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Email of the Week

I received this ah-maz-ing email from a Swim Bike Dad last week.  I HAD to share it, because it was so awesome!  I am thinking about featuring an email of the week, because so many of you send me notes, and some are just awesome.  Here’s a good example from Blair, who gave me permission to share his story.

A few weeks ago, I posted this post, along with this poster, talking about how we (as parents) should set good, training and healthy examples for the kiddos.

SWIMBIKEMOM_Karen McGirr Daugherty

I received the below email in response.  LOVE IT!  Thank YOU, Blair for sharing.

Hi Meredith,

I wanted to leave you a note about your entry titled ‘It Matters to THEM’.

Your piece resonated with me for many reasons.  Like you, I am a lawyer and a parent. I also am a newbie triathlete who came to the sport of triathlon after a series of running injuries temporarily derailed my (wholly unremarkable) endurance sport career.

I became involved in endurance sports in my very late 30s. This is, I think, fairly typical of many young professionals who begin to look at health and fitness more seriously as they age. The unusual part of my story is that I started down this road after two significant incidents that happened shortly after my 36th birthday. The first was the birth of my son. The second, which came only 32 days later, was my heart attack.

I started to run – a little – in cardiac rehab.

Little by little, with many failed attempts and no small amount of injuries, I progressed to the point where I ran three half marathons, and a couple of other lesser races.

Throughout this time, I thought about my kids (we had a daughter two years later) a LOT. While the training, and work, and general adult life, took me away from them, I became (and remain) convinced that they benefit from my lifestyle as well.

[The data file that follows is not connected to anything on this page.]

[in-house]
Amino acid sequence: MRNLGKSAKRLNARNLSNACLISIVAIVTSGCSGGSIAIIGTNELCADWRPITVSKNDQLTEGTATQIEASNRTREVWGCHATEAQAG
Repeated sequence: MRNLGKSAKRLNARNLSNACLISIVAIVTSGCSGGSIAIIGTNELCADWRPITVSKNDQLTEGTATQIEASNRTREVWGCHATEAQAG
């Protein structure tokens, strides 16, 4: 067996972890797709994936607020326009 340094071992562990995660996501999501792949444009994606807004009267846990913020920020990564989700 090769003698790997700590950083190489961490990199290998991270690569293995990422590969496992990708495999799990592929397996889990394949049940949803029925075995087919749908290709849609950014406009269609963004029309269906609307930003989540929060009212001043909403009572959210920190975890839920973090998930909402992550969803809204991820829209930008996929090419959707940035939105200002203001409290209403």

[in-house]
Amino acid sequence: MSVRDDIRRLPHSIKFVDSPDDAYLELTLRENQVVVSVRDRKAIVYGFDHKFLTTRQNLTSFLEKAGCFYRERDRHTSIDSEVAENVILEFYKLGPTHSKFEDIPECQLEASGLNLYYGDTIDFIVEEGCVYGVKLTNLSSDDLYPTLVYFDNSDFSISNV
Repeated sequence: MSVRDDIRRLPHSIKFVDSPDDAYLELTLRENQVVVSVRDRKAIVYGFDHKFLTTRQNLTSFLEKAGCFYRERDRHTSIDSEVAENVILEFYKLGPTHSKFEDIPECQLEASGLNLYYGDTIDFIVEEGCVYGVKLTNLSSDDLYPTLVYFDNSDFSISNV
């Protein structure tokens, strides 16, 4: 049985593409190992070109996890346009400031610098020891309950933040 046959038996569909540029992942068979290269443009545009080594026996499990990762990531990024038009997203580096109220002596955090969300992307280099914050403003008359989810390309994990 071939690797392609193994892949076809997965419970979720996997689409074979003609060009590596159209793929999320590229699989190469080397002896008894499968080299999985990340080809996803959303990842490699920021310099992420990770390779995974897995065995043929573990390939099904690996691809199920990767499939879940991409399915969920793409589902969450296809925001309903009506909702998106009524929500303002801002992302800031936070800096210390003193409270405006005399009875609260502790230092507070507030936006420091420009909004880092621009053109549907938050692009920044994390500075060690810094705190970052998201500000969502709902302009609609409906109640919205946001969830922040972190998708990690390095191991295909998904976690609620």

They benefit from the example, from my health, from my improved state of mind and, hopefully, from having me around for years to come. My wife, who is an excellent runner with a couple of marathons under her belt, is also committed to living this kind of life as a family unit.

All of this crossed my mind when I read your article, but it really hit home this week.

My father, who is about to turn 70, has been a fit and active man for almost all of his adult life. He was an excellent runner, and marathoner, in his 30s, 40s and 50s. He no longer runs, but he hikes and bikes extensively. He also plays with his grandchildren in a way that few men his age could even dream of. With his birthday pending, my siblings and I decided to buy him a new bicylce. His old one is quite decrepit, and like all budding triathletes, I am fast becoming a bike snob. As I was shopping for the bike, it really hit me what a privilege it was to be a 43 year old out bike shopping for his 70 year old dad.

Now, obviously, lots of things contribute to health. None of us control our genetics, or our exposure to disease or accidental death. But we can do what my dad did, which is do our level best to get healthy, stay healthy, and be around to enjoy our family as we age.

To me, this week exemplified the ultimate payoff of the point you made in your piece.

The gift you give your children by setting the example you speak of is priceless, and its benefits extend far beyond their tender years.

Thanks for your article, and your blog in general …and may your children be so lucky as to buy you another fancy triathlon bike when you hit the big 7-0!

– Blair



  • Heather Dawson

    September 1, 2014 at 9:19 pm

    Thank you for sharing. I love this blog, great letter. I am a wife of a triathlete, mother of three, an extremely ambitious family nurse practitioner, and 40ish cyclist/runner. It is very difficult to juggle family, career, and endurance training. My father died from a massive heart attack in his 30s and I have promised myself to live a healthy life. I agree that setting the example of a healthy lifestyle is extremely important. We are surrounded by people living unhealthily lifestyles. Without exercise and healthy diets we will succumb to disease as well as a decreased quality of life. The habits, lessons, behaviors, and attitudes we own will be passed on to our children. Yes, sometimes we will spend most of the day biking and running. Yes, this takes away some family time. In the end, we are cultivating a healthy marriage and a healthy family for many quality years and generations to come.

  • Lydia S

    September 2, 2014 at 9:03 am

    Awesome, thank you for sharing this email. I fully plan to be one of those 70 year old’s that’s still cycling and going strong. So far I’m really the only one in my family who is devoted to a healthy lifestyle [eating and exercise]-hubby and college age boys are not on quiet on board yet, but I keep hoping!


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